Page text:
Kuching’s Bonsai & Suiseki competition opportunity for public to learn the art of bonsai


Jong (right) explains how a seedling can be cultivated into a bonsai as Teo looks on. – Photo by Galileo Petingi

KOTA SAMARAHAN (July 15): The Sarawak Open – Bonsai & Suiseki Championship is a good opportunity for the public to learn the art of bonsai, said its organising chairman Hayes Teo.

The event happening from July 20-29 also serves to promote the art as a hobby that could become an income – visitors can learn more on how to plant, trim, as well as maintain bonsai trees, he added.

“The judges will also be there to hold demonstrations on how to properly cut, trim and wire the branches and leaves. It will be a good chance to learn from the experts,” he said at a press conference held at HSL Tower here yesterday.

Seeing as how the bonsai enthusiasts in the state mostly consist of the Chinese, Teo called on participation from individuals of other races and religions.

“In West Malaysia, there are a huge number of bonsai enthusiasts who are Malay and Indian.

“This is a very good hobby – we encourage more people from other races to be involved. Who knows perhaps the bonsai trees cultivated can be lucrative and can be part of their side income,” he added.

Aside from that, he is also encouraging the younger generation to join in a workshop on bonsai which will be held on July 27 at La Promenade here.

“Nowadays, you see kids are spending a lot of time on their mobile phones, and this worries the parents.

“Through this event, we want to promote this hobby to kids, planting a seed in their minds so that they can start this hobby and eventually, their parents will follow suit. This is how we want to advocate the art of bonsai to the public,” he added.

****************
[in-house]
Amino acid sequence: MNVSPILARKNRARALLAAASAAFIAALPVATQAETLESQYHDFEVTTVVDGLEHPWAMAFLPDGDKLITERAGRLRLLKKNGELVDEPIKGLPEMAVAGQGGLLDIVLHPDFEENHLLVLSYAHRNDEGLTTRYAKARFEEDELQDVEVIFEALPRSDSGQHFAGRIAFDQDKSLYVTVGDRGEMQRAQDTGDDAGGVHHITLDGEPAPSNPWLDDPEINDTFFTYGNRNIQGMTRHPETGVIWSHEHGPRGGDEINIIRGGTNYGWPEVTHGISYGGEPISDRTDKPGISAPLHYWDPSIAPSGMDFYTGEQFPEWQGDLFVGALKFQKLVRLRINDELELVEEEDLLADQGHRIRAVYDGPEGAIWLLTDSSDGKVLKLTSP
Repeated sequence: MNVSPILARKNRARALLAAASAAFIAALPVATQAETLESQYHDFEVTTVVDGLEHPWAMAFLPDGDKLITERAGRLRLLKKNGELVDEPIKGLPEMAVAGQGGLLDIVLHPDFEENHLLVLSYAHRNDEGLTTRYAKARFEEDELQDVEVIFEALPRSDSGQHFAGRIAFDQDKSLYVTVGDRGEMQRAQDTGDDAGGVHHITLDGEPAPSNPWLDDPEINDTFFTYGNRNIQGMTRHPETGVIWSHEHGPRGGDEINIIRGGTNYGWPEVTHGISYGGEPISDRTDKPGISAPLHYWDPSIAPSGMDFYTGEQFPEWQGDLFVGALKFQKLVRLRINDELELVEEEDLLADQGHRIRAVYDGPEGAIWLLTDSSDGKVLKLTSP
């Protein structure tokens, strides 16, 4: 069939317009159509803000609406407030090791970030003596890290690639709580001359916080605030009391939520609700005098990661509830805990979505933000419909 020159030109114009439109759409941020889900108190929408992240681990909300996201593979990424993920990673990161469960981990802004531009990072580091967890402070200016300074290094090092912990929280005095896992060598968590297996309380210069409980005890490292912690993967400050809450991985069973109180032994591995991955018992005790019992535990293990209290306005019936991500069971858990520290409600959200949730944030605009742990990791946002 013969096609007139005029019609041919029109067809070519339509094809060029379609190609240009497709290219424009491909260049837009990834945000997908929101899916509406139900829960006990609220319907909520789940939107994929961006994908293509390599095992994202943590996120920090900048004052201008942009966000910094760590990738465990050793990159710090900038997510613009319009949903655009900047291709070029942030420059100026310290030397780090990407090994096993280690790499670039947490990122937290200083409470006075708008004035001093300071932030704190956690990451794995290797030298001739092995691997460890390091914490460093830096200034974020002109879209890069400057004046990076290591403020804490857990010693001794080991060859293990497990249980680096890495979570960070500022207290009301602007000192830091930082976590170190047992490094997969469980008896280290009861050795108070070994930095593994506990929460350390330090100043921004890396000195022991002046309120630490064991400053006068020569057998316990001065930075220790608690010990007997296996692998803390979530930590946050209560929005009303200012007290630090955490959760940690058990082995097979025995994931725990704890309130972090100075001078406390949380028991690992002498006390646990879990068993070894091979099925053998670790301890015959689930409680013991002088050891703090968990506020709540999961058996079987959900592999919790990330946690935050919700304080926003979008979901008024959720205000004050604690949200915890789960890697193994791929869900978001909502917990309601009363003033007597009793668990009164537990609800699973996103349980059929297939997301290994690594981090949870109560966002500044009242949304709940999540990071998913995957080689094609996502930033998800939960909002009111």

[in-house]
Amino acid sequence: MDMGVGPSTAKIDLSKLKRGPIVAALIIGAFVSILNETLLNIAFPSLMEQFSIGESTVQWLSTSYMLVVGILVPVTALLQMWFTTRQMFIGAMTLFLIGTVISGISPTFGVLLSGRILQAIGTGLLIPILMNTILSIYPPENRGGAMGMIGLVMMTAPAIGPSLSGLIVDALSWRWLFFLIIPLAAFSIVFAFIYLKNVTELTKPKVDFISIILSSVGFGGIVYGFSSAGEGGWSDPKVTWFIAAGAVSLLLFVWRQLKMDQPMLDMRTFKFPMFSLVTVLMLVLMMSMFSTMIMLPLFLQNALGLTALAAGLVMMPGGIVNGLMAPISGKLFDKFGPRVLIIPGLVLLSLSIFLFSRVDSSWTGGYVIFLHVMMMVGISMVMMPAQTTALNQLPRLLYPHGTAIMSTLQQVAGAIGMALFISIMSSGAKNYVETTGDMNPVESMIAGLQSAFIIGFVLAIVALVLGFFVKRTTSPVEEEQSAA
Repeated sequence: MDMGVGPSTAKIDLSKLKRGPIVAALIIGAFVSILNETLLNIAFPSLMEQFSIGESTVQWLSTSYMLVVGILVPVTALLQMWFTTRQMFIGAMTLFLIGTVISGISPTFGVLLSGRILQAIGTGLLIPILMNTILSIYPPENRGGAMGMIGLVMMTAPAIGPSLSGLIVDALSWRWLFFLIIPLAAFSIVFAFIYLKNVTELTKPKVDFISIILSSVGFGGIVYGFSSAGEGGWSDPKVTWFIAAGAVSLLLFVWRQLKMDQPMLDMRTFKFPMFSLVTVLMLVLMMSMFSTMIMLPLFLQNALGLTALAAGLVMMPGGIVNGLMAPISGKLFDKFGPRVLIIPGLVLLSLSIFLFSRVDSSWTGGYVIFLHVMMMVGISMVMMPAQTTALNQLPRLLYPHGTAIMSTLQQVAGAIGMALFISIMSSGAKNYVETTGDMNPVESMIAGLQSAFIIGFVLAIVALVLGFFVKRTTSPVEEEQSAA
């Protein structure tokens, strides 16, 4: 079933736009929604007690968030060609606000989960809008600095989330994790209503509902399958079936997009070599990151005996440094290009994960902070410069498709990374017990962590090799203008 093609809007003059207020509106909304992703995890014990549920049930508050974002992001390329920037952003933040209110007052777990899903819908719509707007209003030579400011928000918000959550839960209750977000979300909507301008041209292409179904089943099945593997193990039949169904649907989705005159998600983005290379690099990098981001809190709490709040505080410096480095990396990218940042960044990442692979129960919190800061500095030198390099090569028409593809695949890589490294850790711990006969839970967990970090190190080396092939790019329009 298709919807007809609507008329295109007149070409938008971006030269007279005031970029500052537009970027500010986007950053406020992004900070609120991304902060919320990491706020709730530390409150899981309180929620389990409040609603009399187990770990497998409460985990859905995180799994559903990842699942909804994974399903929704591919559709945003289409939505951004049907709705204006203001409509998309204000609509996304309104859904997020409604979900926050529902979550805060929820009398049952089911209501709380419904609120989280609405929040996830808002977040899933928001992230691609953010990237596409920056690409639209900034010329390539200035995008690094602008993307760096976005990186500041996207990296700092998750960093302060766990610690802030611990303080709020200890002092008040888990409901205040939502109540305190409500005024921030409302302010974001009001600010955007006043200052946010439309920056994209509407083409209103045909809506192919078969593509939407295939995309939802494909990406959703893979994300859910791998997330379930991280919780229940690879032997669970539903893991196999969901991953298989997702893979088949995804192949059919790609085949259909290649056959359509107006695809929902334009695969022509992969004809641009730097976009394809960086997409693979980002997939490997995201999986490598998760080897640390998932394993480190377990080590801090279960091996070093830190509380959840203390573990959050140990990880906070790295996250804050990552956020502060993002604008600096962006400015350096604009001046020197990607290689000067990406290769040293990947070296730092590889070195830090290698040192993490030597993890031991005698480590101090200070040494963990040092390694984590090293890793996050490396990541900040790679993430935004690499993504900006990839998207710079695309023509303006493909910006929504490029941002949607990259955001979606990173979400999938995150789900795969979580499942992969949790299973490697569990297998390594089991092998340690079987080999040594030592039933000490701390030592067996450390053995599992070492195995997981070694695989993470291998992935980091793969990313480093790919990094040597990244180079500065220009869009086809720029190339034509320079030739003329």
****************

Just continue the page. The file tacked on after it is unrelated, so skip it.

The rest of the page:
Meanwhile, Sarawak Bonsai Association (SBA) president Johnson Jong said seedlings can be easily obtained between RM20-RM30 per seedling.

However, the cultivation of the seedlings depends on whether the seedlings are suitable as bonsai trees, he said.

“We cannot use any kind of seedling – we need to use those that have small leaves. For example, the durian seedling – when it grows, there will be two or three large leaves covering the whole bonsai tree.

“The point of cultivating the seedlings into bonsai is to make it look like a small old tree, with a good shrub and body shape.

“Starfruit seedlings would be suitable for bonsai – cut off the trunk, chop off some of the unwanted branches, and then the seedling will grow into a bonsai with all the fruits hanging on the tree,” Jong said.

Teo elaborated that in countries such as Indonesia and Vietnam; enthusiasts even use banana and coconut seedlings and cultivate them into bonsai trees.

“Starting a bonsai tree is not so difficult – in fact it is very easy. It is just the matter of proper watering methods, sustaining and maintaining the tree to the desired shape,” he added.